With geopolitical, sectarian and civil divisions honing in on Syria, there are currently three possible outcomes: a victory for the regime, a victory for the overwhelmingly Islamist opposition or an endless war leading to the disintegration of Syria as we know it. None is preferable.
More than the violence or the fear of renewed civil war, what has put Lebanon on the brink is the flood of Syrian refugees who are overwhelming the country, threatening it with economic collapse and its capacity to survive as a state.
Imagine a large salami in the center of a table. First, Putin offers to cut the salami down the middle. He takes out his knife and cuts it. Then puts one half in his bag. He looks at the remaining salami on the table and says, "Now let's talk about how we'll divide the salami."
What will ultimately define any conflict with Syria is the fact that we will have crossed a digital line, where are enemies can retaliate quickly and effectively without launching a single plane or missile.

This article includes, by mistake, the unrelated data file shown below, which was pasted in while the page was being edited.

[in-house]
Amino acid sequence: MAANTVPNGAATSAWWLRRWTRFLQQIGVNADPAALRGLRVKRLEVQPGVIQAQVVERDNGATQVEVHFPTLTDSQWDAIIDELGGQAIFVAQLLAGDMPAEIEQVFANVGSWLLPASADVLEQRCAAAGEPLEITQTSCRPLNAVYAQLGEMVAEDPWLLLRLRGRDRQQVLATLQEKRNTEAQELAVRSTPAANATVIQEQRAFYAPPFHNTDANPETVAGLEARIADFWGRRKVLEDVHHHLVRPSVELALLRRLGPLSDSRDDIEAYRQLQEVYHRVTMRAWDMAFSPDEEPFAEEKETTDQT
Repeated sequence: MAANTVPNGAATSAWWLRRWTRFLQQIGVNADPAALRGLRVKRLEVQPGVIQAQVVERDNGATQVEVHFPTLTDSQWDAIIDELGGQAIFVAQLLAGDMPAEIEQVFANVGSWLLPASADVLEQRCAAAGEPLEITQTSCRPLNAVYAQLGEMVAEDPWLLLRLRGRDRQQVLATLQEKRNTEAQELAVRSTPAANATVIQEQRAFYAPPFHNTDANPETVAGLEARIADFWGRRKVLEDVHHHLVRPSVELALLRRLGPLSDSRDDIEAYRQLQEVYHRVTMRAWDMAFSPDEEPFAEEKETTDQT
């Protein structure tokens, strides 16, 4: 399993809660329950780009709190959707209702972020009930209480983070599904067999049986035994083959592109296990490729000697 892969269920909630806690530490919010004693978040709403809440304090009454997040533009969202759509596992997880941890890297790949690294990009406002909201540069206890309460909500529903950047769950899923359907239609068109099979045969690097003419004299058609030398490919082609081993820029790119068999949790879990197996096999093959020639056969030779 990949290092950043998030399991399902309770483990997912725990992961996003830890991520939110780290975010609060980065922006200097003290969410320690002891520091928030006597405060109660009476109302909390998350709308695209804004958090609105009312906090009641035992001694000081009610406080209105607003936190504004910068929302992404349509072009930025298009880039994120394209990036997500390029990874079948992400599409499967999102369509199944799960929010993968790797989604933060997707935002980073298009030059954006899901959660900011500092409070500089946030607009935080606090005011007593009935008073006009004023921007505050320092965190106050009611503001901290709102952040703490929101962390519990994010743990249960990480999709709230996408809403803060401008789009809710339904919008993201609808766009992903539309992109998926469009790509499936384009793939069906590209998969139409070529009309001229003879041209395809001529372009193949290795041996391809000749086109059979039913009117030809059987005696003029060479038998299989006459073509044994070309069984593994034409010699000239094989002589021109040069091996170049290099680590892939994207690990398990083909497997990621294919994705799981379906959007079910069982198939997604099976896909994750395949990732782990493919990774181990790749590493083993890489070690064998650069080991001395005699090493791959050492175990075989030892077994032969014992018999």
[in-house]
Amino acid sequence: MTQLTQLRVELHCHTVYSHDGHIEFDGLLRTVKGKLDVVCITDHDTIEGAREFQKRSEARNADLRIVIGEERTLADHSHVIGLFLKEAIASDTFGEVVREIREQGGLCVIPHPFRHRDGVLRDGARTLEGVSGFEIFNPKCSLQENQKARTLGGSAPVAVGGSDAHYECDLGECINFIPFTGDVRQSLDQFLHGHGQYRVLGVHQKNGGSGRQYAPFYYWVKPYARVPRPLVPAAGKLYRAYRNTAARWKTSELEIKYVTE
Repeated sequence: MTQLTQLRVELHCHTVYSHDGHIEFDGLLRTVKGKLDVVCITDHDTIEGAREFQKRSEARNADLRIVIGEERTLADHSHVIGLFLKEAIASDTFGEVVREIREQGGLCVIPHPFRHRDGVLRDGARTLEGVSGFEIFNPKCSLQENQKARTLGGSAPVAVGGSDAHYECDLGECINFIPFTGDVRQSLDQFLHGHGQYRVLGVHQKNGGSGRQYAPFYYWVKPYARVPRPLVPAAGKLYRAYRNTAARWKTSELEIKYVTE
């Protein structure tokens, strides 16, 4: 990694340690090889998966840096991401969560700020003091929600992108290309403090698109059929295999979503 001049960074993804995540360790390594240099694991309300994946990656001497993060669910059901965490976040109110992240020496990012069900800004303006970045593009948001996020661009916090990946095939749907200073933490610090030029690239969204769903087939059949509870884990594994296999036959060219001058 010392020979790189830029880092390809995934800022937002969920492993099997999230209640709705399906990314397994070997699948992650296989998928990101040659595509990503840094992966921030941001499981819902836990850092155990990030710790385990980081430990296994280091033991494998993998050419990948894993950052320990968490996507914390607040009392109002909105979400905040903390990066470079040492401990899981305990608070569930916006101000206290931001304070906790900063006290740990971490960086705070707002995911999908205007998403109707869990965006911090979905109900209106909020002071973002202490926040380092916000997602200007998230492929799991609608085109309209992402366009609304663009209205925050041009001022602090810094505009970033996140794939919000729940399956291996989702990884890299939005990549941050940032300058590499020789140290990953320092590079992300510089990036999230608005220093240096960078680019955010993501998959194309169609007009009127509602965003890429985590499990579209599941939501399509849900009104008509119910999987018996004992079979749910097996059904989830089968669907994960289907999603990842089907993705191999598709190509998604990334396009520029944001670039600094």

Some in the U.S. concluded that at long last, Tehran desires a thaw in its relations with Washington and a normalization. I remain skeptical, hoping they are correct, but unwilling to make that leap for a number of reasons.
Our eyes glaze over when we read statistics of the horrific mayhem ravaging Syria. Numbers lose all meaning. One way for Americans to appreciate what those figures mean is to compute what the impact would be if the same tragedy were devastating the United States.
While people donate to charities, give blood, and send food, medicine and supplies, there's still a yearning to contribute energetically from the heart to focus our love and care towards those in need.